Fluid Uncertainty

Lots of brilliant ideas at the LSE Cities Fluid Uncertainty workshop last month.  These brief notes are mainly designed to point in the direction of further reading.  They’ll most likely be of use if you are interested in water, STS and urban design.  Risk and resilience also featured as key terms.

Flooded London? Squint Opera hosted at Matt Birkinshaw’s urban geography policy water blog

Matthew Gandy‘s talk raised the contrasting emotional effects of utopian and dystopian ideas.  Utopias being optimistic and empowering and dystopias as leading to fear and avoidance – an idea I found very powerful.  Fantastic images from Squint Opera for positive everyday / ordinary millenerian imagery.  (Who you might be interested to know have the winning bid for Rio’s World Cup masterplan and played a comms role for the Olympics…)

As much as I accept the value of positive and attractive stories and images to engage with, isn’t there a danger that this kind of imagery removes the urgency for change and submerges the highly differentiated and unequal effects of climate change?  I might be missing the point but most of the world doesn’t live in the North London suburbs and as climate scientists suggest extreme weather events are becoming more frequent, it requires a determined degree of optimism to project this kind of rosy future globally.

Images from 2004 Bangladesh floods where rising sea levels due to global warming are estimated to displace 20 million people.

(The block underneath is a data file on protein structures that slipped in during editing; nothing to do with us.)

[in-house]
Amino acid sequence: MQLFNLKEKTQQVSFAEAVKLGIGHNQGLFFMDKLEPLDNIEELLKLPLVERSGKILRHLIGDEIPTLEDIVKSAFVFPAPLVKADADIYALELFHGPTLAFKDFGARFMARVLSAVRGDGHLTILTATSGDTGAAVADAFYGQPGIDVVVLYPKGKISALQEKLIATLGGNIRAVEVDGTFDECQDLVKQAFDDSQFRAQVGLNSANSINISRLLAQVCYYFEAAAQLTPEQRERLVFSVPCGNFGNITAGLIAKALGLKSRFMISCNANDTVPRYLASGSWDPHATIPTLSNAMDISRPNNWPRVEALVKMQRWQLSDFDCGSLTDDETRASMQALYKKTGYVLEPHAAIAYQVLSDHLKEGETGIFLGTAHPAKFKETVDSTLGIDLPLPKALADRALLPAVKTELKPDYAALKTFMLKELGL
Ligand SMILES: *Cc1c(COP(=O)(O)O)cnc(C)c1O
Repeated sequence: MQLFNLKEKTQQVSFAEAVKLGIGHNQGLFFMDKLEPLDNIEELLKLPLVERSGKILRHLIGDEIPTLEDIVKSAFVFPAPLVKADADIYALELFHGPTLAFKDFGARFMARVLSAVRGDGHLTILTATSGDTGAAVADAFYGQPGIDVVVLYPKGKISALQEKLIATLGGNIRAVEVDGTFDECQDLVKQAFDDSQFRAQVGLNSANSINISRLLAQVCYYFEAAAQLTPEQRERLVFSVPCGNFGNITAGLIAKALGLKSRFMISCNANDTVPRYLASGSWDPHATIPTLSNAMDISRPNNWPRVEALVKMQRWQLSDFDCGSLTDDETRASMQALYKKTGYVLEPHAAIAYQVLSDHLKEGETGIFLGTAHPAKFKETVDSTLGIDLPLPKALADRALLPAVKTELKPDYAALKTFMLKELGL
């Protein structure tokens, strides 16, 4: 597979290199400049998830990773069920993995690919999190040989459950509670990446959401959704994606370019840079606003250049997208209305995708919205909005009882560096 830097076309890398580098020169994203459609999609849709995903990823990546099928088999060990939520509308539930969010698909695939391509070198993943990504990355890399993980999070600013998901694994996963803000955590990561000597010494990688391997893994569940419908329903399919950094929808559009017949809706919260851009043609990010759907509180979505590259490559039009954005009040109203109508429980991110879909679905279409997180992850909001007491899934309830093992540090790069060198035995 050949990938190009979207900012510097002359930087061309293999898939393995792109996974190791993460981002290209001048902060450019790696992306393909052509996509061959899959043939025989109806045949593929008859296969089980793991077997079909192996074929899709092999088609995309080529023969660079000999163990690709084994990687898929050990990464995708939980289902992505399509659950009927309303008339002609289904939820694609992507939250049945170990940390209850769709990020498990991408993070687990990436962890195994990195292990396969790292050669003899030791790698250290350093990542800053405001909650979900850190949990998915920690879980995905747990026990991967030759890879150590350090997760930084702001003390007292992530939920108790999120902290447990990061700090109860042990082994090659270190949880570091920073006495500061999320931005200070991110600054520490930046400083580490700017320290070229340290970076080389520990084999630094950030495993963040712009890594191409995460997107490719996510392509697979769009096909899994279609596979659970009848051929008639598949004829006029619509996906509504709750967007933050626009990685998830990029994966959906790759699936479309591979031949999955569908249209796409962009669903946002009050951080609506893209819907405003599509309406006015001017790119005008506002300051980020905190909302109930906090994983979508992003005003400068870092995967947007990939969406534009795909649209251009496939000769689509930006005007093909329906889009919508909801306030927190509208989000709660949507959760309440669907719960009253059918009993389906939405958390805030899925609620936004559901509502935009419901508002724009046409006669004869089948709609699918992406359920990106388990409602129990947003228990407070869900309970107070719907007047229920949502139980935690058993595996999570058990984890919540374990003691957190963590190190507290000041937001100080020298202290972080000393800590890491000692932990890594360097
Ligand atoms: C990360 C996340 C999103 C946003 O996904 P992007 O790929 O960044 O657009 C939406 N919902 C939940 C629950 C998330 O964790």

Source: CoastalCare.org
Hydraulic sluicing in early 20th C Seattle. Karvonen 2010. Source: University of Washington Libraries, Special Collections, Lee 20022.

I really enjoyed Rita Samiolo‘s discussion of her work on the techno-politics of hydroschemes engineering in the Venice lagoon – confirmed my suspicions that accounting harbours highly creative and innovative work…

Andrew Karvonen‘s work on earth-shifting in turn-of the century Seattle introduced me to the idea of an eco-fix as a variation on ‘spatial fix’.  The paper with many more interesting ideas and a rich narrative approach is here.

Sarah Bell‘s work on Water Sensitive Urban Design had some nice examples of integrated urban water landscapes (some of which you can read about here).  Practices of rainwater harvesting and waste-water recycling have been something I’ve been thinking about recently in my work on India.  Her presentation prompted the question: “Is ‘river ‘restoration’ the new gentrification?”, and also “what, and when, is it restoration to?”  Her response was: “restoration to function”.  In India, where river restoration projects seem to be taking place in many cities, it seems to be a bit of both….  

Martin Guggenheim from Goldsmiths had lots of sharp questions throughout and presented some very engaging work-in-progress on staging disasters.  This seemed to work  wonderfully well as a metaphor – although I’m not quite sure for what!

Alex Loftus from Kings rounded off the workshop.  A really inspiring combination of Gramsci, feminist standpoint theory, and political ecology used to illuminate his fieldwork in Durban… It was wonderful to hear such left positivity!  Alex raised concerns about ANT, which was quite a strong thread throughout the sessions, but I was left wondering whether there needs to be a conflict between ANT and more normative models or whether they could complement each other…